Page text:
PNS Daily Newscast - April 9, 2020 

Vermont Sen. Bernie Sanders suspends his campaign for president. And COVID-19 is ravaging the black community in some areas, including Milwaukee.

2020Talks - April 9, 2020 

Vermont Senator Bernie Sanders drops out of the race for president, though he assured supporters yesterday his movement will continue. A federal judge ruled this week a lawsuit in Florida awaiting trial will apply to all people with former felony convictions, not just the 17 plaintiffs.

Cruelest Yet? Obamacare Scammers “Threaten Jail”

October 7, 2013

CONCORD, N.H. - Local fraud fighters call the latest scam about the cruelest yet, because scammers threaten Granite Staters, often older residents, with jail time.

Bob Denz is a retired FBI agent who now volunteers as a fraud fighter with AARP New Hampshire. He said scammers know many consumers are confused about all of their options under the Affordable Care Act, and they are also fearful about meeting its deadlines. He said local consumers should hang up right away if they get a phone call like this.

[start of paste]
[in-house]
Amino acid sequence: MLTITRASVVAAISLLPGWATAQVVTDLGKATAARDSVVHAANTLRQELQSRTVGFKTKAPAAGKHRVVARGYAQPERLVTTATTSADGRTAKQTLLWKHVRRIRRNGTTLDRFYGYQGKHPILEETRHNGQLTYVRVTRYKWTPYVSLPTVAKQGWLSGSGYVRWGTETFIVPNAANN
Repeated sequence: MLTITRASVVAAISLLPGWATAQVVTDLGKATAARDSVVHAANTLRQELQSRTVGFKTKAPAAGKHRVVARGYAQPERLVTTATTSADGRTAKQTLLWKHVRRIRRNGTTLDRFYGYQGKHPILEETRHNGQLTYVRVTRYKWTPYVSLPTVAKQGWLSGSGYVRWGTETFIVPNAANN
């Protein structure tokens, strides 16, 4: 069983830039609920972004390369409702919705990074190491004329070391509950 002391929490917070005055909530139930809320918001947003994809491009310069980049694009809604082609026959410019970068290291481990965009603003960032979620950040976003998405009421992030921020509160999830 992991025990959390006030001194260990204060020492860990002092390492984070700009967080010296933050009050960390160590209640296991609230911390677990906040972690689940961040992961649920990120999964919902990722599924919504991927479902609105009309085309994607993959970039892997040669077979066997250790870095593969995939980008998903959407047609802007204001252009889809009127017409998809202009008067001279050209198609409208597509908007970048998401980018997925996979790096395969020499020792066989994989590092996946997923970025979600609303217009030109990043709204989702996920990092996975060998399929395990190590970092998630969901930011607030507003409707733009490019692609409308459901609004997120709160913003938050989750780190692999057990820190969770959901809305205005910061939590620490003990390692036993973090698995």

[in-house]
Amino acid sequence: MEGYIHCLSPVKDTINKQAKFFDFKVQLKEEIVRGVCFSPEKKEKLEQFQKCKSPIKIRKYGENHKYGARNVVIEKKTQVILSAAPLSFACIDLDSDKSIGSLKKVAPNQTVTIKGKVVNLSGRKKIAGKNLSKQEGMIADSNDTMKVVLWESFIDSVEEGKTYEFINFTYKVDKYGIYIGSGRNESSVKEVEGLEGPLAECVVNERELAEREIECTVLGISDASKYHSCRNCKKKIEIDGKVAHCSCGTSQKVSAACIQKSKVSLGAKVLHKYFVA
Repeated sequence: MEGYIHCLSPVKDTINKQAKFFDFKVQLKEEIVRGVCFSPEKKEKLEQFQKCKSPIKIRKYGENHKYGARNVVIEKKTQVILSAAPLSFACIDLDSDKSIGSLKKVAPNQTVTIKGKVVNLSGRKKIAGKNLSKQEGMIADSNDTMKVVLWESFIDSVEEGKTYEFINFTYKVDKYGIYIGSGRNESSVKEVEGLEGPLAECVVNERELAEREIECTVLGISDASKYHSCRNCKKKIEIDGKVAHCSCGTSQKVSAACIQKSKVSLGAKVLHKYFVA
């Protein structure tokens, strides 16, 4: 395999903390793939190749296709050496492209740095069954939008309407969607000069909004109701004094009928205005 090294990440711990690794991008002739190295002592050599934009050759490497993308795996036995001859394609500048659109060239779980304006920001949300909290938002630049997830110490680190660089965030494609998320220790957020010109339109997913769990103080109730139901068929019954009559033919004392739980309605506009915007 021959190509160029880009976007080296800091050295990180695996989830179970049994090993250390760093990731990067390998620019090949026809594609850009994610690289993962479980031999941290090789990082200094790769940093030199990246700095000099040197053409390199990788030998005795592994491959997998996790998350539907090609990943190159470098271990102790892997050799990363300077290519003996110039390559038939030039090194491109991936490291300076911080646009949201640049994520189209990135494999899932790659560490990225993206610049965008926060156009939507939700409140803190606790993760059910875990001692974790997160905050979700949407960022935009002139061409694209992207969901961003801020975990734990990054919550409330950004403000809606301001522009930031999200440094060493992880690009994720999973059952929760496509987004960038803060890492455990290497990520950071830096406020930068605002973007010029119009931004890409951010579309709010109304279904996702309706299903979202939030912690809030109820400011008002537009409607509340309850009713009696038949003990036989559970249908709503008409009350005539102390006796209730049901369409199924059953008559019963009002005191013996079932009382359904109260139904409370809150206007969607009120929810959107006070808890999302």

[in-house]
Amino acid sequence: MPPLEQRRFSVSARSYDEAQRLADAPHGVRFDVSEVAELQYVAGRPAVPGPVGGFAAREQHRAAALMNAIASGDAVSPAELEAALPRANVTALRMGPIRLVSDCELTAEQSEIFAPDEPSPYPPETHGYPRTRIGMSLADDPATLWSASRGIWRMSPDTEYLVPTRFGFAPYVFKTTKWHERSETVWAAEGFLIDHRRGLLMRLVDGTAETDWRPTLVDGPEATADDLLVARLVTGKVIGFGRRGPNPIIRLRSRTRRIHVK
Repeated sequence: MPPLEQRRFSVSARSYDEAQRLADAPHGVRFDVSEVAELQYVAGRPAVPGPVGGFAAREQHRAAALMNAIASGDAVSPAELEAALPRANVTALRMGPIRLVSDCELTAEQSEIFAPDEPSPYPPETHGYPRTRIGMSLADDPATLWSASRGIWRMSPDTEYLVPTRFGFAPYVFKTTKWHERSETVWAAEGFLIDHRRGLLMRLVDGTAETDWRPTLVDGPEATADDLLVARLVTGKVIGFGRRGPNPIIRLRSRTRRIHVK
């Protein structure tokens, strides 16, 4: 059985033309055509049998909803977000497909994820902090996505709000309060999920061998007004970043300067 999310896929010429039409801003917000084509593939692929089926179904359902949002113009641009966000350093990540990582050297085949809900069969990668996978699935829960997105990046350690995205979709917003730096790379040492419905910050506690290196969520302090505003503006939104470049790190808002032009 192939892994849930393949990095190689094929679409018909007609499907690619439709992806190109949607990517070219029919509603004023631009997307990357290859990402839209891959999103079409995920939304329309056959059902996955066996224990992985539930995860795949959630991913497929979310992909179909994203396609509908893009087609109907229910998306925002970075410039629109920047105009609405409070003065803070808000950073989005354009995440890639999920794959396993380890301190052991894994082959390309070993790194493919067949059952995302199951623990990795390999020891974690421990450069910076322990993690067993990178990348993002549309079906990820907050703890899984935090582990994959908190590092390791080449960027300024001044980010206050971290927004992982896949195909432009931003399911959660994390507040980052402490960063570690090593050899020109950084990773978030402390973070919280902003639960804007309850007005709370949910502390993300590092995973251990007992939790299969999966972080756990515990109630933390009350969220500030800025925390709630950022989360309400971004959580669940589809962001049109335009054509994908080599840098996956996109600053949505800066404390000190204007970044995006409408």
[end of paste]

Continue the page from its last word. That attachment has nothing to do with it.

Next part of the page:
"The caller poses as a government official, uses scare tactics to get personal data and hints that you might go to jail," Denz said. "That kind of scares people, particularly those who are up in age."

You will never get any call from the government about the Affordable Care Act unless you have requested more information about it, he added. So if you get a call like that, the person at the other end of the line is likely trying to get you to part with your hard-earned money, he warned.

Many other scams are rush deals that claim you have a limited time to act to get special benefits, he said, urging people not to be fooled. Remember the two R's, he said: recognize and resist.

"You're not going to recognize a scam unless you are looking for a scam, so look for a scam. And don't be rushed. There's time to do research and ask questions. AARP is one of the sources of pointing people in the right direction - where to turn for good, solid, honest information."

If the government is going to contact you, he added, they usually use the trusty old U.S. Mail, so if you get an email, text or phone call, be suspicious.

Mike Clifford/Diane Ronayne, Public News Service - NH